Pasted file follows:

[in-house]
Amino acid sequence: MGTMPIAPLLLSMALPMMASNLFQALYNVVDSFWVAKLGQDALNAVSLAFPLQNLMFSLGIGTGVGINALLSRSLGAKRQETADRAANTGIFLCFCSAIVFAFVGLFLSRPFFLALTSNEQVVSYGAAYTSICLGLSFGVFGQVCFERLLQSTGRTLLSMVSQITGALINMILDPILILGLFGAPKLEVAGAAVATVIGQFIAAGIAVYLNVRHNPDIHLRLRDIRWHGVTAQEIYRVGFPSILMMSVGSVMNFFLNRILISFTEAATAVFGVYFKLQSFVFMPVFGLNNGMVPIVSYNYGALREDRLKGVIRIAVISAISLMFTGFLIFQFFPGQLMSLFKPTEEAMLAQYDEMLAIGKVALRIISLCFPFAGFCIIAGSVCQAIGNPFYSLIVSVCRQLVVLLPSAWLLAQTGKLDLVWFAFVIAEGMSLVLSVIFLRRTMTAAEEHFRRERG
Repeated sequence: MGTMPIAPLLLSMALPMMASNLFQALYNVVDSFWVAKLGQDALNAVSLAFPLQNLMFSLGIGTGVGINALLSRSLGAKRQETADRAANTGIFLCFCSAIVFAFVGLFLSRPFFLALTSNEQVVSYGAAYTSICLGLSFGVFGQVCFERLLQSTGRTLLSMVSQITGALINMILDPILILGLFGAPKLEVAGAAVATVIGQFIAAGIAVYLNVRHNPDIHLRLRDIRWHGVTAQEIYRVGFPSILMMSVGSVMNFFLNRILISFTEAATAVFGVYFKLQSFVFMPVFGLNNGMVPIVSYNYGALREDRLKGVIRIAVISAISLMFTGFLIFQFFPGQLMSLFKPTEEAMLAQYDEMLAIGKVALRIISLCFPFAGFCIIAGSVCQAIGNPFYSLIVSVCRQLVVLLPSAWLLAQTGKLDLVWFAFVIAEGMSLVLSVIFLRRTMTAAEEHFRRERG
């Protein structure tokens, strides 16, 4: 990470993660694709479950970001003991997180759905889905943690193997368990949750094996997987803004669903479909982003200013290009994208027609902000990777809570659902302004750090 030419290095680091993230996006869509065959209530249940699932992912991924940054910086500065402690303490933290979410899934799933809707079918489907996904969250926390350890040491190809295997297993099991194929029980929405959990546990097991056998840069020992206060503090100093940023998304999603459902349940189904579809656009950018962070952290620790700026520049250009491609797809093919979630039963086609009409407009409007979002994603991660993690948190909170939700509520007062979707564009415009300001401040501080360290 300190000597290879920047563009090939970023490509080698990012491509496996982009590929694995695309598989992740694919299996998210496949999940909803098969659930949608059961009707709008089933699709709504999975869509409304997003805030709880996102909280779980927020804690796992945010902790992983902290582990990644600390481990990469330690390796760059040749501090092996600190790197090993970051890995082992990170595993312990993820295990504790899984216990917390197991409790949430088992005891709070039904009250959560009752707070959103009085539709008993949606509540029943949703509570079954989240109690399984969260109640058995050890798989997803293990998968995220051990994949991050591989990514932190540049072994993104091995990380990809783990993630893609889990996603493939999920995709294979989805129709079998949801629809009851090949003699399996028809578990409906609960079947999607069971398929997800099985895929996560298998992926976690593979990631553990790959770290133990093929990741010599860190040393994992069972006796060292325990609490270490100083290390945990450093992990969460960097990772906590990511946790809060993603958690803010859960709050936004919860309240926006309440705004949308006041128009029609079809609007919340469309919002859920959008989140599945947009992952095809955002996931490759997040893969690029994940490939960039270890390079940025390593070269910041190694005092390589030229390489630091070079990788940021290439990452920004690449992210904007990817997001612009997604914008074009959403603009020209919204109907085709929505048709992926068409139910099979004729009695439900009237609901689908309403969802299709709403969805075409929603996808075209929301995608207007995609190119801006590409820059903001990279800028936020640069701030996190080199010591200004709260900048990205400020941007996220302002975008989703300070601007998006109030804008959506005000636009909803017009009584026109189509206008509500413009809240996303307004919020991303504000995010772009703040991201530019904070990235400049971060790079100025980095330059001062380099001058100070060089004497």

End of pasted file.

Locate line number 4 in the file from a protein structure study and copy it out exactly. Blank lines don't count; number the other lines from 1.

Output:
């Protein structure tokens, strides 16, 4: 990470993660694709479950970001003991997180759905889905943690193997368990949750094996997987803004669903479909982003200013290009994208027609902000990777809570659902302004750090 030419290095680091993230996006869509065959209530249940699932992912991924940054910086500065402690303490933290979410899934799933809707079918489907996904969250926390350890040491190809295997297993099991194929029980929405959990546990097991056998840069020992206060503090100093940023998304999603459902349940189904579809656009950018962070952290620790700026520049250009491609797809093919979630039963086609009409407009409007979002994603991660993690948190909170939700509520007062979707564009415009300001401040501080360290 300190000597290879920047563009090939970023490509080698990012491509496996982009590929694995695309598989992740694919299996998210496949999940909803098969659930949608059961009707709008089933699709709504999975869509409304997003805030709880996102909280779980927020804690796992945010902790992983902290582990990644600390481990990469330690390796760059040749501090092996600190790197090993970051890995082992990170595993312990993820295990504790899984216990917390197991409790949430088992005891709070039904009250959560009752707070959103009085539709008993949606509540029943949703509570079954989240109690399984969260109640058995050890798989997803293990998968995220051990994949991050591989990514932190540049072994993104091995990380990809783990993630893609889990996603493939999920995709294979989805129709079998949801629809009851090949003699399996028809578990409906609960079947999607069971398929997800099985895929996560298998992926976690593979990631553990790959770290133990093929990741010599860190040393994992069972006796060292325990609490270490100083290390945990450093992990969460960097990772906590990511946790809060993603958690803010859960709050936004919860309240926006309440705004949308006041128009029609079809609007919340469309919002859920959008989140599945947009992952095809955002996931490759997040893969690029994940490939960039270890390079940025390593070269910041190694005092390589030229390489630091070079990788940021290439990452920004690449992210904007990817997001612009997604914008074009959403603009020209919204109907085709929505048709992926068409139910099979004729009695439900009237609901689908309403969802299709709403969805075409929603996808075209929301995608207007995609190119801006590409820059903001990279800028936020640069701030996190080199010591200004709260900048990205400020941007996220302002975008989703300070601007998006109030804008959506005000636009909803017009009584026109189509206008509500413009809240996303307004919020991303504000995010772009703040991201530019904070990235400049971060790079100025980095330059001062380099001058100070060089004497």